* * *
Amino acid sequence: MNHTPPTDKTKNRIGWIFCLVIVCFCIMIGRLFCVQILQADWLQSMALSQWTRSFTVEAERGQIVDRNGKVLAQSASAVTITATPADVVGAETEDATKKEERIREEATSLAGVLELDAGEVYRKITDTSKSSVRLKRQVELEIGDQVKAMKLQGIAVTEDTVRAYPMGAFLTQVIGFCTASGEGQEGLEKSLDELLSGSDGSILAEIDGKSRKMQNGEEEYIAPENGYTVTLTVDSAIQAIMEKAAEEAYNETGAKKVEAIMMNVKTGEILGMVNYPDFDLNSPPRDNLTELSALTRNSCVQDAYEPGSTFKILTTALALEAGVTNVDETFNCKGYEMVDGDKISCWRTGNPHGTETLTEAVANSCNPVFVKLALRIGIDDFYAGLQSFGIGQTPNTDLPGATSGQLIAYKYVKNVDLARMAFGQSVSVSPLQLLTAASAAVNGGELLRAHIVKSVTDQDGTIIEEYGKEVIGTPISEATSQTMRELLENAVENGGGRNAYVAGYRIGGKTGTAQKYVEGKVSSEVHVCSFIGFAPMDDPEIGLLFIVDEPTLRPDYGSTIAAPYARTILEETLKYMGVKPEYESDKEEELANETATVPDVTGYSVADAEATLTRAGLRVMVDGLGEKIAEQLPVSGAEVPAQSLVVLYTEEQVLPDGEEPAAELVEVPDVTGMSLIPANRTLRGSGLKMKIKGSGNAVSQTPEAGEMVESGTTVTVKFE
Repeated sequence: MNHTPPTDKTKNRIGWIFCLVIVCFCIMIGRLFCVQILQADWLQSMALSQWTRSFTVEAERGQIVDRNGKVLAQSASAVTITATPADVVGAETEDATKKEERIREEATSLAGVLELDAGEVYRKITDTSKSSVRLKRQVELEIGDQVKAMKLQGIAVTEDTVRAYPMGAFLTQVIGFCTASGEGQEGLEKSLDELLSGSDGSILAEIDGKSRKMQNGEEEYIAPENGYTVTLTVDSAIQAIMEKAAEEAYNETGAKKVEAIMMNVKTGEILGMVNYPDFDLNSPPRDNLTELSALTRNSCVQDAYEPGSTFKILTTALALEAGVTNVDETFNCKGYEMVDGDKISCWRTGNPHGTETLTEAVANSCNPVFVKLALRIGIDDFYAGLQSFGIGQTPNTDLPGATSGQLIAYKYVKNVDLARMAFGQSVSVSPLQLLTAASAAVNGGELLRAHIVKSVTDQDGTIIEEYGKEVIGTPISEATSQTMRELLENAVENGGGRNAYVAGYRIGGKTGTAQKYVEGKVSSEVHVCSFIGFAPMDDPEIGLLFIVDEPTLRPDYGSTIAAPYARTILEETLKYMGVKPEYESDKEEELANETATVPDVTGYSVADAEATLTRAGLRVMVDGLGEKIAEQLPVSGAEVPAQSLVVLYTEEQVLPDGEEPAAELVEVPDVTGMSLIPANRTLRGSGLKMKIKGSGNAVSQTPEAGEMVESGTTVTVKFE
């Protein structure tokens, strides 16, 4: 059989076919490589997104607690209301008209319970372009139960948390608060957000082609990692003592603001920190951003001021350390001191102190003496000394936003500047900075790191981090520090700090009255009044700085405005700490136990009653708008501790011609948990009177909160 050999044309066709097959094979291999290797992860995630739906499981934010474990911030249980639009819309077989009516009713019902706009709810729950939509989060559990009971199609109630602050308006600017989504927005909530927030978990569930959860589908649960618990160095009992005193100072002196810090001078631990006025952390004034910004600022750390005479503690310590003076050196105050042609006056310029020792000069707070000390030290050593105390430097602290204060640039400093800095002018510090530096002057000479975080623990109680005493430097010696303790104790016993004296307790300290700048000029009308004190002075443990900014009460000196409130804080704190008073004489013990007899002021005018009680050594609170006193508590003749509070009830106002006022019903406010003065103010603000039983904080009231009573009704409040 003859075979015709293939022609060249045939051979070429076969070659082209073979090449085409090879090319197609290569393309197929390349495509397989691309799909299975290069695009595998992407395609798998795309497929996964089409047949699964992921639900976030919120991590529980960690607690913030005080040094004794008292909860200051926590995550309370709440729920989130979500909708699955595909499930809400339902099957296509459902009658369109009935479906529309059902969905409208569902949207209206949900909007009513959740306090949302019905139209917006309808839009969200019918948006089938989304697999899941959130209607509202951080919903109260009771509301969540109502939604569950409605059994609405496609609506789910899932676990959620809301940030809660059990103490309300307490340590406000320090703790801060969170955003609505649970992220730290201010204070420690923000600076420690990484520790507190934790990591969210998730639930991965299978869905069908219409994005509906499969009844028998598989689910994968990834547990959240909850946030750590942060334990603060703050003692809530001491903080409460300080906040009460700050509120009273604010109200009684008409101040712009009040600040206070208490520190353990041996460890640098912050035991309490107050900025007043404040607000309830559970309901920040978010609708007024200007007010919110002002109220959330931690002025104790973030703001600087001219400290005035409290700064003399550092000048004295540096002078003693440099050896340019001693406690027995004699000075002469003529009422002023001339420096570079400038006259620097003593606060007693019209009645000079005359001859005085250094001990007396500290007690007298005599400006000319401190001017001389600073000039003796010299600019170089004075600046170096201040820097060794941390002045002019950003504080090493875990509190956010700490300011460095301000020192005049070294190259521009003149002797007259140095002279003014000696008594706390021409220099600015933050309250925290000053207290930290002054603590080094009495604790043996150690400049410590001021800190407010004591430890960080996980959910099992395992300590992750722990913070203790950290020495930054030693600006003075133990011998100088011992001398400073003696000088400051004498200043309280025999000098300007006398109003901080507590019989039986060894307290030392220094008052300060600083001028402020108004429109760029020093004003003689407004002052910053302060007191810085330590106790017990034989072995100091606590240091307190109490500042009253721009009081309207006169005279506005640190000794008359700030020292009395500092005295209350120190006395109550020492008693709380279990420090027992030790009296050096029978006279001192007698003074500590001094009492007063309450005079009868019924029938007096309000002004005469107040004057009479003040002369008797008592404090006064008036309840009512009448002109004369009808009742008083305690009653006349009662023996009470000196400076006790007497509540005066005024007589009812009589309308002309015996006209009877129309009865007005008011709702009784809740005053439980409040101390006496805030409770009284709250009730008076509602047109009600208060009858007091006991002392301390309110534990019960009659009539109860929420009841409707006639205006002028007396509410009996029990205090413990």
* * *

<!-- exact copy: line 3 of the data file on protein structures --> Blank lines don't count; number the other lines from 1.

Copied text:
């Protein structure tokens, strides 16, 4: 059989076919490589997104607690209301008209319970372009139960948390608060957000082609990692003592603001920190951003001021350390001191102190003496000394936003500047900075790191981090520090700090009255009044700085405005700490136990009653708008501790011609948990009177909160 050999044309066709097959094979291999290797992860995630739906499981934010474990911030249980639009819309077989009516009713019902706009709810729950939509989060559990009971199609109630602050308006600017989504927005909530927030978990569930959860589908649960618990160095009992005193100072002196810090001078631990006025952390004034910004600022750390005479503690310590003076050196105050042609006056310029020792000069707070000390030290050593105390430097602290204060640039400093800095002018510090530096002057000479975080623990109680005493430097010696303790104790016993004296307790300290700048000029009308004190002075443990900014009460000196409130804080704190008073004489013990007899002021005018009680050594609170006193508590003749509070009830106002006022019903406010003065103010603000039983904080009231009573009704409040 003859075979015709293939022609060249045939051979070429076969070659082209073979090449085409090879090319197609290569393309197929390349495509397989691309799909299975290069695009595998992407395609798998795309497929996964089409047949699964992921639900976030919120991590529980960690607690913030005080040094004794008292909860200051926590995550309370709440729920989130979500909708699955595909499930809400339902099957296509459902009658369109009935479906529309059902969905409208569902949207209206949900909007009513959740306090949302019905139209917006309808839009969200019918948006089938989304697999899941959130209607509202951080919903109260009771509301969540109502939604569950409605059994609405496609609506789910899932676990959620809301940030809660059990103490309300307490340590406000320090703790801060969170955003609505649970992220730290201010204070420690923000600076420690990484520790507190934790990591969210998730639930991965299978869905069908219409994005509906499969009844028998598989689910994968990834547990959240909850946030750590942060334990603060703050003692809530001491903080409460300080906040009460700050509120009273604010109200009684008409101040712009009040600040206070208490520190353990041996460890640098912050035991309490107050900025007043404040607000309830559970309901920040978010609708007024200007007010919110002002109220959330931690002025104790973030703001600087001219400290005035409290700064003399550092000048004295540096002078003693440099050896340019001693406690027995004699000075002469003529009422002023001339420096570079400038006259620097003593606060007693019209009645000079005359001859005085250094001990007396500290007690007298005599400006000319401190001017001389600073000039003796010299600019170089004075600046170096201040820097060794941390002045002019950003504080090493875990509190956010700490300011460095301000020192005049070294190259521009003149002797007259140095002279003014000696008594706390021409220099600015933050309250925290000053207290930290002054603590080094009495604790043996150690400049410590001021800190407010004591430890960080996980959910099992395992300590992750722990913070203790950290020495930054030693600006003075133990011998100088011992001398400073003696000088400051004498200043309280025999000098300007006398109003901080507590019989039986060894307290030392220094008052300060600083001028402020108004429109760029020093004003003689407004002052910053302060007191810085330590106790017990034989072995100091606590240091307190109490500042009253721009009081309207006169005279506005640190000794008359700030020292009395500092005295209350120190006395109550020492008693709380279990420090027992030790009296050096029978006279001192007698003074500590001094009492007063309450005079009868019924029938007096309000002004005469107040004057009479003040002369008797008592404090006064008036309840009512009448002109004369009808009742008083305690009653006349009662023996009470000196400076006790007497509540005066005024007589009812009589309308002309015996006209009877129309009865007005008011709702009784809740005053439980409040101390006496805030409770009284709250009730008076509602047109009600208060009858007091006991002392301390309110534990019960009659009539109860929420009841409707006639205006002028007396509410009996029990205090413990």